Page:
True to its word, the government had not asked for an extension to the transition period; it kept it faith with the electorate. The deadline for making a request for an extension had passed. The debate now shift to the sort of relationship we should have with the EU.
So far the EU has refused to countenance a trade deal with the UK along the same lines as other trade deals it had negotiated on the spurious grounds of the proximity of the UK to the EU. There are calls for a ‘close relationship’ with the EU, for regulatory alignment with single market regulations, for a so called ‘level playing field’ and to compromise on our fishing right in return for a trade deal.
Many cite the Covid crisis as an excuse. Far from the coronavirus being a reason for such a relationship, it provides a compelling reason to detach ourselves from the EU completely. The last thing we need as we move out of the lockdown and begin to repair the damage the virus has caused is any constraints on our ability to manage the economy and regenerate industry. As for the notion of a need for ‘level playing field’, it has a whiff of fair play but any such a notion quickly disappears once it is realised that the said ‘playing field’ belongs to the EU with EU’s own rules and regulations. It is like asking a football club to play all their matches away, never at home. Not only would the players forego home advantage, the club’s grounds will be left untended and in time become surplus to requirements.
People voted for Brexit to take back control of such things as the movement of capital in and out of the country, immigration and trade, state aid to industry and government procurement rules, VAT, public ownership of private enterprises and the jurisdiction over our fishing waters as well as ending the supremacy of EU’s Court of Justice over our own courts, all of which are essential tools specially in a crisis situation.
The government has one and only one mandate from the electorate: Get Brexit Done; it was the Tories’ only slogan in the 2019 general election. Boris Johnson assured the electorate that, unlike Labour which went for a second EU referendum, he had an ‘oven ready’ plan for exiting the EU: end UK’s membership of the EU on Jan 31, and, after a short transition period during which time the UK remains in the single market, we leave the EU on December 31. This is why people gave Johnson his majority. Had they voted Labour, we would have been in the middle of a divisive second referendum campaign.
The damage done to the economy by the lockdown is such that it will need extensive use of fiscal and economic levers to repair and re-build the economy. The output of some fundamental sectors of the economy such as manufacture suffered hugely. Engine production declined by a whopping 99.5%. A large chunk of the nation’s wealth has not been realised. The furlough scheme does nothing to mitigate that destruction; it merely retains workers who would otherwise be on the dole in the hope that they would be usefully employed once the lockdown is eased and the sooner it ends the better.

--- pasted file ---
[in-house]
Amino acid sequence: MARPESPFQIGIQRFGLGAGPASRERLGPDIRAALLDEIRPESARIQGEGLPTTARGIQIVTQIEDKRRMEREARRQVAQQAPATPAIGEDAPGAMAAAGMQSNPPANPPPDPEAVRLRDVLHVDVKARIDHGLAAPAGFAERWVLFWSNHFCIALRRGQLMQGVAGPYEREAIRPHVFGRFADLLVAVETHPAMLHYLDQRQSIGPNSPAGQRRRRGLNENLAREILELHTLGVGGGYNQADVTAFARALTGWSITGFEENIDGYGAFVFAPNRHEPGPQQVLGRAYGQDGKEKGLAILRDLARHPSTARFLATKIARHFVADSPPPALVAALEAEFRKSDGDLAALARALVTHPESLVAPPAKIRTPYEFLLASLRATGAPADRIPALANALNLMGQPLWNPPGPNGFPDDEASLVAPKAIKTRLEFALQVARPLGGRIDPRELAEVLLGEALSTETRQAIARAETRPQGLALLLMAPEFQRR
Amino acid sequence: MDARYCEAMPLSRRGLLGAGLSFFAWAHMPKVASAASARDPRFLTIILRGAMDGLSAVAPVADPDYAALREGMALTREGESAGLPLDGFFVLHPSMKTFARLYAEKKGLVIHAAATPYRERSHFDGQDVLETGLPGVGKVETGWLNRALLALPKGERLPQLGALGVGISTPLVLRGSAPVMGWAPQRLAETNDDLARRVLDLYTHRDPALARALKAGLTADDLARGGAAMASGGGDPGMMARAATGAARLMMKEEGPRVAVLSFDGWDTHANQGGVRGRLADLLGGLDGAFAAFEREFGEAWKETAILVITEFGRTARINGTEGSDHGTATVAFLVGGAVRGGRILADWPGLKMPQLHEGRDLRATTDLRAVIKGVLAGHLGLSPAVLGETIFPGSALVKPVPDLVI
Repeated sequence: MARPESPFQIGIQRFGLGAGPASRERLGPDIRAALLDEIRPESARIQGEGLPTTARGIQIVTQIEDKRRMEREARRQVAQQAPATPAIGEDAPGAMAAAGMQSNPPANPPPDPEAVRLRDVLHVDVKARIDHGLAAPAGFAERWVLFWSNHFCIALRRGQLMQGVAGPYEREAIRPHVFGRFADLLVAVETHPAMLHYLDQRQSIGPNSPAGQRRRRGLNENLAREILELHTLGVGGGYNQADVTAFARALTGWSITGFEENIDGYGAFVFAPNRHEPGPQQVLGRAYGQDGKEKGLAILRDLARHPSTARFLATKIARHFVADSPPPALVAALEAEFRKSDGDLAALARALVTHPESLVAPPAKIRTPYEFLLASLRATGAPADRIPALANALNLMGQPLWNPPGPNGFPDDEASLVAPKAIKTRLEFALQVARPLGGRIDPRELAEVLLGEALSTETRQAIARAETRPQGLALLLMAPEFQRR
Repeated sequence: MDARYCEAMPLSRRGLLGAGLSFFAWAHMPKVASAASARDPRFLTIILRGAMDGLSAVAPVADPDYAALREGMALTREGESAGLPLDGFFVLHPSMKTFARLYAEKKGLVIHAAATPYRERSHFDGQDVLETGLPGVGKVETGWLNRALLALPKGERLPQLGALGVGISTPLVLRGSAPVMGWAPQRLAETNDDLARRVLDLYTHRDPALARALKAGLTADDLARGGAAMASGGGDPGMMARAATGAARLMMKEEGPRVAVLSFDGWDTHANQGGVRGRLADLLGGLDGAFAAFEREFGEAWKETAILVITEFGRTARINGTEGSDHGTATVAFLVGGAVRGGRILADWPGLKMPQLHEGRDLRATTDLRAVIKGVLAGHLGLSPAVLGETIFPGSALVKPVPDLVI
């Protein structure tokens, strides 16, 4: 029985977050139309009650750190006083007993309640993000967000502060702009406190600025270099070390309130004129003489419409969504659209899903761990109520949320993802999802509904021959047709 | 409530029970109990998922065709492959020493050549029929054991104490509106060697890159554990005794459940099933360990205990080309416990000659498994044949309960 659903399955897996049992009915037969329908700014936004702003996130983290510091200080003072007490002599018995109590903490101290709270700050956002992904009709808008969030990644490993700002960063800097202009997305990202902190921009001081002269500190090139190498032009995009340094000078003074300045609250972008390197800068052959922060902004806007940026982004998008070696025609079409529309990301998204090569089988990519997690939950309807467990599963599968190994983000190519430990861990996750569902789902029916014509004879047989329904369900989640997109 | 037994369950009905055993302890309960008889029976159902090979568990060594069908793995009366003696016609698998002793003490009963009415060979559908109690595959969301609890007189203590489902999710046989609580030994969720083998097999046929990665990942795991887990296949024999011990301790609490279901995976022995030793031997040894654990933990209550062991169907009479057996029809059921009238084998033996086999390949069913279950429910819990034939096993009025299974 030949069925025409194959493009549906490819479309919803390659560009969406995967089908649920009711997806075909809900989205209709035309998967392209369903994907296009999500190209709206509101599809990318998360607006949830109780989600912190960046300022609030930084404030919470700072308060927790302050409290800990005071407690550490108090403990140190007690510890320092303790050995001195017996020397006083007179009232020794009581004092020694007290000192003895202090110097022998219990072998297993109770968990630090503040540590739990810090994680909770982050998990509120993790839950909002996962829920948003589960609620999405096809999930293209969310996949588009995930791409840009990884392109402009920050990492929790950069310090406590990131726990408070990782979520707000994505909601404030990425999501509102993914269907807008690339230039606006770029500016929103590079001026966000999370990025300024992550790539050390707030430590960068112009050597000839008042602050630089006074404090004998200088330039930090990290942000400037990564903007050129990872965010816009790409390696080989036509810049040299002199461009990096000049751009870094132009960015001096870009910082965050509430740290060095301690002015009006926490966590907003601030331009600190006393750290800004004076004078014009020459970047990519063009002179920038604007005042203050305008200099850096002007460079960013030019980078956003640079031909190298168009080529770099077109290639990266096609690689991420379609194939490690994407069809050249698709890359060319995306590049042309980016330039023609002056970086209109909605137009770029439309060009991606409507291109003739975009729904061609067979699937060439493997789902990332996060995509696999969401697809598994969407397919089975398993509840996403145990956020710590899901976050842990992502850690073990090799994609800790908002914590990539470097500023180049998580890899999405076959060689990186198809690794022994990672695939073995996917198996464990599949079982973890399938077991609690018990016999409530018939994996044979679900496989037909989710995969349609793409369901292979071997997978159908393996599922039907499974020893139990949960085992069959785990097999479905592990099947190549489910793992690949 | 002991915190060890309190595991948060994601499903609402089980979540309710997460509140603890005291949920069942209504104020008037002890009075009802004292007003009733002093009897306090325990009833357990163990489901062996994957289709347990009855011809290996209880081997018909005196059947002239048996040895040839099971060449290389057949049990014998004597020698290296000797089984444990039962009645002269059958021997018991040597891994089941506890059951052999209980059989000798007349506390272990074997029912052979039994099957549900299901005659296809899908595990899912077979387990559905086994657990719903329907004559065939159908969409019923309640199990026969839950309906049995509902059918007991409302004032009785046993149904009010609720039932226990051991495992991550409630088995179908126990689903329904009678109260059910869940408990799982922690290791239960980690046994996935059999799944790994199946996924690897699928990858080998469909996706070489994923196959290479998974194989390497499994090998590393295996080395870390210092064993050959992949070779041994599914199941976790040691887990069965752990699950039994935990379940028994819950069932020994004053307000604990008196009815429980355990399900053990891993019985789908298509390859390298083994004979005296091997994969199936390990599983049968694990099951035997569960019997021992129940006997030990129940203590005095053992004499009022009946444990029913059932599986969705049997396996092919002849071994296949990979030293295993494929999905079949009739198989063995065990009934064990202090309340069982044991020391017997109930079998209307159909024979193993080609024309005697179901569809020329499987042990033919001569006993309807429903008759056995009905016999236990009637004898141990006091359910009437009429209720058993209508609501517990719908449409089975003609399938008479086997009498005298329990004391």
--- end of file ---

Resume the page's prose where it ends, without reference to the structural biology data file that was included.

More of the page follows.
The government takeover of the running of economy including the most basic task of paying the wages of millions of workers, and turning the banks into its agents to deliver state-guaranteed funds for businesses provide a great foundation for shaping the future. The TUC is asking for ‘national council for recovery’ and the manufacturing trade union, Unite is calling for ‘rebuild back better’. Boris Johnson echoes these calls with ‘We will not just bounce back, we will bounce forward’.
There is a common purpose driven by an overwhelming desire by the British people to re-structure and re-build the country, its economic and industrial base and social infrastructure, something that has not been seen since the end of the Second World War.
The precise path the country will take as we come out of lockdown cannot be prescribed in advance but it will be our own unique path that meets the specific needs of the country. There will be turns and twists along the way, but they will be our turns and our twists, not those imposed on us by the EU, a body to which we no longer belong.
It was Picasso who observed, “You start a painting and it becomes something altogether different. It’s strange how little the artist’s will matters”. So it is with the present collective effort to combat a new and deadly virus, it may well transform into something altogether different. Such a transformation can only take place with full and unhindered national independence.
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